Are decentralized crypto exchanges fully decentralized?
Current DEXs implement varying degrees of decentralization: Some might use centralized servers to host order books and other features while remaining non-custodial. There are also hybrid solutions in which the exchange itself is decentralized but it is maintained by a centralized company. Some of the most popular DEXs in the market include Uniswap, SushiSwap, Curve Finance, Pancake Swap, and Mdex.
Although CEXs handle most of the market activity, DeFi’s irruption created a space for the development of DEX protocols and aggregation tools. Platforms like Uniswap, Curve, and Balancer showcase the potential of simple, user-friendly platforms that rely on liquidity protocols rather than order books. As the DEX market matures, the proliferation of new protocols and supporting mechanisms will likely only accelerate.
DEXs do not store users’ funds on the exchange but instead allow users to execute peer to peer transactions without a third party or intermediary. Thanks to the fact that they can exist without storing users’ funds, decentralized exchanges are preferred by some.
However, decentralized exchanges do not facilitate the trading of fiat currencies for cryptocurrencies, known as on-ramping.
Why do some DEXs revolve around a certain currency?
There are two types of DEXs: currency-neutral and currency-centric. Currency-centric exchanges are specific to the blockchain escrowing its native currency. The blockchain can be Ethereum, Monero, Waves, BSC, or any other smart-contract-enabled blockchain. For example, Uniswap is native to Ethereum.
Currency-neutral DEXs like Block DX are not tied to any one blockchain. They can be built on top of several blockchains and are not limited to a specific coin’s ecosystem. This “modern” setup brings about secure order matching, transparent handling of order books, and decentralized asset exchange.
How Do Decentralized Crypto Exchanges (Crypto DEXs) Work?
As we specified above, DEXs are non-custodial, and therefore allow crypto investors to maintain control of their digital assets at all times. This, in a nutshell, is thanks to liquidity setups that connect order books to liquidity pools. There are also some DEXs that use the conventional order book models.
DEXs rely on smart contracts to execute trades. There is a current trend towards building aggregation tools to address the disjointed liquidity inherent in decentralized exchanges. DEXs also enable instantaneous trades. However, since they’re (for the most part) reliant on their native blockchains, they can fall prey to their limitations, as has happened with the recent spikes in Ethereum fees (which ETH 2.0 is set to fix).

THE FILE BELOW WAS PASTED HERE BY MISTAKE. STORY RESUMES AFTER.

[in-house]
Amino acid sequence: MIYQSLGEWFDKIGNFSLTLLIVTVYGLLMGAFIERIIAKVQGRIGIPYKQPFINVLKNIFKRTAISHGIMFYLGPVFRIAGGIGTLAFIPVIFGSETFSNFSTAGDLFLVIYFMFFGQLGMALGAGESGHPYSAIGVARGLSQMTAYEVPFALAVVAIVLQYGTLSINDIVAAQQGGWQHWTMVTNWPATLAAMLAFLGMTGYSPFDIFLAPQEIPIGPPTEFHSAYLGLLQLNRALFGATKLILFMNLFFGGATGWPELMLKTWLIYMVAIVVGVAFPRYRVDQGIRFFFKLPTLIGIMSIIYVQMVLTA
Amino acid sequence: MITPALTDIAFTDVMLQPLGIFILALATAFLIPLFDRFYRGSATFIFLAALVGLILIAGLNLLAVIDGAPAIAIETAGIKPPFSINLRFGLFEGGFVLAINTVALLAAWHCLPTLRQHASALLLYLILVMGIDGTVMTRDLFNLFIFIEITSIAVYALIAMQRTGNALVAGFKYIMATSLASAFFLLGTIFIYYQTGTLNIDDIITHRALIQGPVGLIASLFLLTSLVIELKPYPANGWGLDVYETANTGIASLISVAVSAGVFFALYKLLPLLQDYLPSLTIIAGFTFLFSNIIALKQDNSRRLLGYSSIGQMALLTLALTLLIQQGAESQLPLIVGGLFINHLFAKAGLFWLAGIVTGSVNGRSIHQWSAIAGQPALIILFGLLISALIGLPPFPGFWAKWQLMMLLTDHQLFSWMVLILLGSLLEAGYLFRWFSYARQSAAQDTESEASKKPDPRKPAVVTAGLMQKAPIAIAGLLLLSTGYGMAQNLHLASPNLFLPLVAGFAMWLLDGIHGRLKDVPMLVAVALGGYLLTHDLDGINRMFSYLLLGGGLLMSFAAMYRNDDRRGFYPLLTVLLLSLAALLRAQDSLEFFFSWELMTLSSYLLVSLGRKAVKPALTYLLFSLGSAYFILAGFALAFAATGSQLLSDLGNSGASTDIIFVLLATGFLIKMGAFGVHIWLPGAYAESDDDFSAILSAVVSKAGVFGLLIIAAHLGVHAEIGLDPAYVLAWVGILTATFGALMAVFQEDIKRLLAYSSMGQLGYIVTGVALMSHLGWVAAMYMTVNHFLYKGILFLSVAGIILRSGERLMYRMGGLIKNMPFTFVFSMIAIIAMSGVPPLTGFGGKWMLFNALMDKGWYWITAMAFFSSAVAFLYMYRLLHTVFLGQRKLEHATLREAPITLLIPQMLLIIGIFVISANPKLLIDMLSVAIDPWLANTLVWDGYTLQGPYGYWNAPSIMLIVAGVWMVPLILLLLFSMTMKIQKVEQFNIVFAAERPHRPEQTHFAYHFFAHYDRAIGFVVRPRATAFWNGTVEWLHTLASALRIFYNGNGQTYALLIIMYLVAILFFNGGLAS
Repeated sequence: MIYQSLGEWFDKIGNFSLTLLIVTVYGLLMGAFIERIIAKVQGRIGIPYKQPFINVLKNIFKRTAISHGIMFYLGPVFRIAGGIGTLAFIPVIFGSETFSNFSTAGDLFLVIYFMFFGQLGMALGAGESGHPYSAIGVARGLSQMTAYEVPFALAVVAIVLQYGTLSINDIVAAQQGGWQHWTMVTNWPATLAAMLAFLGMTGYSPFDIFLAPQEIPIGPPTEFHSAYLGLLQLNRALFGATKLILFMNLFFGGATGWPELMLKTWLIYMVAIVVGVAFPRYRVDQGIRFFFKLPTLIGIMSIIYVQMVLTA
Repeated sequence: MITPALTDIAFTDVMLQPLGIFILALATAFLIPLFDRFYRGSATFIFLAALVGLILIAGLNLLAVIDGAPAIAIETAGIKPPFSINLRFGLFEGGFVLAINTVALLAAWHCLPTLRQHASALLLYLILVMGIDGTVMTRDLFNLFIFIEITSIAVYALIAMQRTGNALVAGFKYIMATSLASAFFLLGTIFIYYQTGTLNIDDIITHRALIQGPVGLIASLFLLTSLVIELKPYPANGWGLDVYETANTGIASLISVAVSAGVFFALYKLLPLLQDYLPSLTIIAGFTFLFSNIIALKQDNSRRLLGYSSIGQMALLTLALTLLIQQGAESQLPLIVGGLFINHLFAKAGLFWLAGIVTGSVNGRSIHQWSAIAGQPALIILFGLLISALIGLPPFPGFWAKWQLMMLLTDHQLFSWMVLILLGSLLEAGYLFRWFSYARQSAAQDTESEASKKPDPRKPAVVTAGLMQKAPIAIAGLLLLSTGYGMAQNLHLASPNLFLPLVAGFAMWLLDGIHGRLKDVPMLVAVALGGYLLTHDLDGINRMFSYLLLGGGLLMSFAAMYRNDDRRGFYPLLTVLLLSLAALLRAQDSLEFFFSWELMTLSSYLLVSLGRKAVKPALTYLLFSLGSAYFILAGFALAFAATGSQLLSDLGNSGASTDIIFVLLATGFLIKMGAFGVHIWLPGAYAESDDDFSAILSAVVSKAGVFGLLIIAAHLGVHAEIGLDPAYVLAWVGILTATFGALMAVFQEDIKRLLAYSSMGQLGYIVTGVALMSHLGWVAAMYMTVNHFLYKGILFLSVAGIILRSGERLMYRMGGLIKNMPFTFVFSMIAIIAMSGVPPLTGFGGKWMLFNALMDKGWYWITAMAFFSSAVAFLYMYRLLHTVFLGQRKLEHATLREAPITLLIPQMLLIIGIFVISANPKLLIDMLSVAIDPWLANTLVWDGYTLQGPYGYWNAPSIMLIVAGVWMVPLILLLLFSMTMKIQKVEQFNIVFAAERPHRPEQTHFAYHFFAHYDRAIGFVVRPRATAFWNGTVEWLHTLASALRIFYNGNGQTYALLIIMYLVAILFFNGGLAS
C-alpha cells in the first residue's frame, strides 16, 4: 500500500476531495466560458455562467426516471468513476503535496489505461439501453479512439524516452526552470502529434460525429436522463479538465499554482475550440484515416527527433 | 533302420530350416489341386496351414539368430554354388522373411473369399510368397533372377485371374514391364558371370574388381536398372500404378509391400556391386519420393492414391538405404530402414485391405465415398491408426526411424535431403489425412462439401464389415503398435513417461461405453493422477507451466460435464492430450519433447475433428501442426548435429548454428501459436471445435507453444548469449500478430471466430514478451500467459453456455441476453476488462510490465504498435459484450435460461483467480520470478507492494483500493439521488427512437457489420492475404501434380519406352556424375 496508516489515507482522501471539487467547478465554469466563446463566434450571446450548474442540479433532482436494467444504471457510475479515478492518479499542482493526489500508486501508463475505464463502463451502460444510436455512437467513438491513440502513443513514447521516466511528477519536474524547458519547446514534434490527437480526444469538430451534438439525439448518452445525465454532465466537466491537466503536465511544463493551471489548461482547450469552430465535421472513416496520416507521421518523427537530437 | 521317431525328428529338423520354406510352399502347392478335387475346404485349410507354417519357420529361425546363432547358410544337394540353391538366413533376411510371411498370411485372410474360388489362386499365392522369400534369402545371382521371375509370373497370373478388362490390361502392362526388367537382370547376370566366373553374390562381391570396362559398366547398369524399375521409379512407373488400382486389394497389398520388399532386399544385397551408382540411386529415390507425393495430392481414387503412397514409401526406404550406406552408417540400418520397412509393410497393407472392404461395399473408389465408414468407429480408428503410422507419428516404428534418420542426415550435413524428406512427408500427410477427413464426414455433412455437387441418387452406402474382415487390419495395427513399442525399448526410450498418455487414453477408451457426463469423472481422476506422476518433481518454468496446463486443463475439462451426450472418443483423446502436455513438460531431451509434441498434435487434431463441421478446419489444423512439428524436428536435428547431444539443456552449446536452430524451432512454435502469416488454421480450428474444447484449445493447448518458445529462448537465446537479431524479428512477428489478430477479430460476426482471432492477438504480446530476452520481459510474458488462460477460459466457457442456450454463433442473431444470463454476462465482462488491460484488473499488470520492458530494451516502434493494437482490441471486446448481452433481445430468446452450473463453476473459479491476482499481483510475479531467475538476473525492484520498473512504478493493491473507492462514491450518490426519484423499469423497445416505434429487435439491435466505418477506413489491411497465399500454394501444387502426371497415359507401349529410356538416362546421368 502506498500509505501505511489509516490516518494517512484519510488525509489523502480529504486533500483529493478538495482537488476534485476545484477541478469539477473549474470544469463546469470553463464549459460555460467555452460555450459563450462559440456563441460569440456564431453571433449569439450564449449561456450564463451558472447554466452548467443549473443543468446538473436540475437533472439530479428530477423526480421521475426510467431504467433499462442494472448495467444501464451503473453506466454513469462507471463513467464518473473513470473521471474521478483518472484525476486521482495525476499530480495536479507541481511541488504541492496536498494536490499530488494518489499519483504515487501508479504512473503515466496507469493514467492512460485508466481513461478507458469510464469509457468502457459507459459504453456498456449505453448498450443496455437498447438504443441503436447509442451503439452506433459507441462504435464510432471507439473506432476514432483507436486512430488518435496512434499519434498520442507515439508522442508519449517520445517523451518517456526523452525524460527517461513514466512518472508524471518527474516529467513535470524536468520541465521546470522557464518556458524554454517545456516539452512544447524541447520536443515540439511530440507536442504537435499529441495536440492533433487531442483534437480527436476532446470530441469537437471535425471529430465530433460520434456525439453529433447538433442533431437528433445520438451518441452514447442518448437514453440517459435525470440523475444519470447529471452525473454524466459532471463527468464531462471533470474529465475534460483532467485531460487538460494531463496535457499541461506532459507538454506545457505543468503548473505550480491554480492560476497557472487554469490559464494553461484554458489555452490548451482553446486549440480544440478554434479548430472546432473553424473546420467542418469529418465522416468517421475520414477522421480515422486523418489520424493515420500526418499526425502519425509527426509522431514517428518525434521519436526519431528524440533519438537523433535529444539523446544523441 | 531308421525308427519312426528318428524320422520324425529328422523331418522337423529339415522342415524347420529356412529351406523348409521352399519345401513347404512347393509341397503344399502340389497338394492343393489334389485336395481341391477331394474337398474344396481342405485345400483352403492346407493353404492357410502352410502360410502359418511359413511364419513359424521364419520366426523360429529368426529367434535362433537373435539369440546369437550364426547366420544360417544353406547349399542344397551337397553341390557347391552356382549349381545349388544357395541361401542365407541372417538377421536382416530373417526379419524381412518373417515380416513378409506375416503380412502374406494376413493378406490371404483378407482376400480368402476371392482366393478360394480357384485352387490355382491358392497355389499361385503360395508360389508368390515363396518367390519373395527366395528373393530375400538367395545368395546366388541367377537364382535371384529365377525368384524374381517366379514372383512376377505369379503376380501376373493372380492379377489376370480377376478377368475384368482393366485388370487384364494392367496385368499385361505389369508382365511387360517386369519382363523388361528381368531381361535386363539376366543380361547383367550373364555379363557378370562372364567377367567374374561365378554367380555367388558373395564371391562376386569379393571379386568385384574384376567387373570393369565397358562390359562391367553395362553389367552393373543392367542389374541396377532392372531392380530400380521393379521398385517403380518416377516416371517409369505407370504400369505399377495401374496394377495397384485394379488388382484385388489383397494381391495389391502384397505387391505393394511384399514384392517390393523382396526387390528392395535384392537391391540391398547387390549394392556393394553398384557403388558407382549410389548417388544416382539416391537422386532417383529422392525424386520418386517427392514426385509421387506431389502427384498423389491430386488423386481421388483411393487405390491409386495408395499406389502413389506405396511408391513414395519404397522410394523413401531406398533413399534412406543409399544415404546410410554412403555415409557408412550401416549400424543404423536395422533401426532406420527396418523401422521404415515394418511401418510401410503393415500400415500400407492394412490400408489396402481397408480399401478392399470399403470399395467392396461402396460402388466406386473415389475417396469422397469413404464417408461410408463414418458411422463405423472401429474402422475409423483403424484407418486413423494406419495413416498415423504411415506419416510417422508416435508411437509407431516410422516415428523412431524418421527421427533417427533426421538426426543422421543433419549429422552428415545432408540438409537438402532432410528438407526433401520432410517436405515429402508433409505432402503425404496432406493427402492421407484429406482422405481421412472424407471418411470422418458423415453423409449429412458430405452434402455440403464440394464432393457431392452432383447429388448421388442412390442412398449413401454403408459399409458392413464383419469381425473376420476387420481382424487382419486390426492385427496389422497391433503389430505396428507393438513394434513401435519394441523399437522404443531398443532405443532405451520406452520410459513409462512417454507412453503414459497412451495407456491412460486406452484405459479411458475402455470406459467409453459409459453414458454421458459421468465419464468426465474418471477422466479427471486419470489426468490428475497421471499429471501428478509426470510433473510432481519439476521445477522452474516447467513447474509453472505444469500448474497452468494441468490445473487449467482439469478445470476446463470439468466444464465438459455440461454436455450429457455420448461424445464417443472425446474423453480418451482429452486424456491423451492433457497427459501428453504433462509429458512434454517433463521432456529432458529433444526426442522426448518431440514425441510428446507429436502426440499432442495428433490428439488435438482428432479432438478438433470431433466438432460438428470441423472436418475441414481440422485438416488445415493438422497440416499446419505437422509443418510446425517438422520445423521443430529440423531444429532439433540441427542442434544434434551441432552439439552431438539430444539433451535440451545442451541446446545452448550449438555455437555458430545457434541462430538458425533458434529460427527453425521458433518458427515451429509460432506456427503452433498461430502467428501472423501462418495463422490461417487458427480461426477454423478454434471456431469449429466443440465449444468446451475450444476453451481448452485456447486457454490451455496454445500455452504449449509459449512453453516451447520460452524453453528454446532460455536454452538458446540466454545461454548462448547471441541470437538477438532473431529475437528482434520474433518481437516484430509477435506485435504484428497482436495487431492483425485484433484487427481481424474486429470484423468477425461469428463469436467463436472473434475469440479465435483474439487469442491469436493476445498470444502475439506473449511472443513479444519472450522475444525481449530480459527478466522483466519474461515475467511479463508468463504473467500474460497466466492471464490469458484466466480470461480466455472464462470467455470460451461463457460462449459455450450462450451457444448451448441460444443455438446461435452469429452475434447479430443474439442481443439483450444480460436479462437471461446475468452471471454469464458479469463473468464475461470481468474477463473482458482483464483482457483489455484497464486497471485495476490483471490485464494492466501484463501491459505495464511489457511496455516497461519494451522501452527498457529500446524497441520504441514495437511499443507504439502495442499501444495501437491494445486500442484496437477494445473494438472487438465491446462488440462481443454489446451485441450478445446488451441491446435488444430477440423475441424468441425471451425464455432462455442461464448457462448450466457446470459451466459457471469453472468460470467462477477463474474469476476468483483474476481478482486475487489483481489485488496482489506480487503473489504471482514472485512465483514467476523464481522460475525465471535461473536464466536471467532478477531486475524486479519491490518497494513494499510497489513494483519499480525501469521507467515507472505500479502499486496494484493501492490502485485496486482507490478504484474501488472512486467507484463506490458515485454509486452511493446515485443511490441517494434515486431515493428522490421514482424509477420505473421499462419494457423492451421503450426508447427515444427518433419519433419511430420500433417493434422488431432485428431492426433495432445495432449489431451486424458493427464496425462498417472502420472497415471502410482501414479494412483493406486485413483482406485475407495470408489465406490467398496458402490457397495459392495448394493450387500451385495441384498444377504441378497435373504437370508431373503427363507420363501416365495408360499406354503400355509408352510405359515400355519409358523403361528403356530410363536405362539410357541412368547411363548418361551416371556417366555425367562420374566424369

The fact that DEXs only exist on-chain also means that most of them have limited counterparty risk and are not required to follow KYC or AML procedures.
To finish this article, let’s go over the pros and cons that DEXs present:
The Advantages Of Using a DEX Crypto Exchange
1. Decentralized crypto exchanges are safer
Users of DEXs do not have to transfer assets to a third party. Therefore, they eliminate the risk of a company, person, or organization being a victim of a hack. This, however, doesn’t mean that they’re risk-free, since the smart contracts that host them could be faulty with bugs and be subject to exploits. Notably, however, this means that DEX security relies on perfecting code, as opposed to being an ongoing process. This, some might argue, is preferable to centralized crypto exchanges, which hold users’ private keys.
2. Less risk of market manipulation
Decentralized exchanges are transparent code that can be audited by anyone, hence preventing market manipulation and protecting users from fake trading and wash trading.
3. Decentralized crypto exchanges’ anonymity
Users are able to use DEXs without registering any of their private information, and therefore anonymously.
4. Permissionless participation for users and projects
As we mentioned in the previous sections, users can access DEXs with little to no barriers. This is also true for projects that can list their cryptocurrencies and tokens directly on the platforms using decentralized tools, surpassing a system that previously charged massive listing fees.
5. Accessibility for new crypto assets
A typical cryptocurrency exchange might take a long time request payments to launch a new crypto trading pair. The way decentralized exchanges work, being an open market, allows for users to trade existing cryptocurrencies permissionlessly, adding new crypto assets on the fly.
Disadvantages Of Decentralized Crypto Exchanges
1. Decentralized crypto exchanges are complex
Users of decentralized exchanges must be the sole holders of their keys and passwords to their crypto wallets. This implies that they absorb the whole risk of losing them. It also means that they’re responsible for learning and getting acquainted with the technologies that they’re handling.
2. Lack of fiat payments
DEXs do not allow for the direct trading of fiat currencies, often through credit cards. They’re, therefore, not a way in which users can invest in cryptocurrency directly. Some, however, allow users to purchase cryptocurrencies using fiat in P2P transactions outside the platform thanks to escrow systems.
3. High fee volatility
Since most DEXs are hosted on the Ethereum network, currently undergoing scalability issues (a problem that’s promised to be solved with the release of Ethereum 2.0 in the near future), high network traffic can cause the fees required to run transactions on these networks to be as high as $200 at their peak. Other networks promise to solve this problem but, at the time of writing, they have not built the sufficient number of users, reputation, or delivered to scale up to their purposes.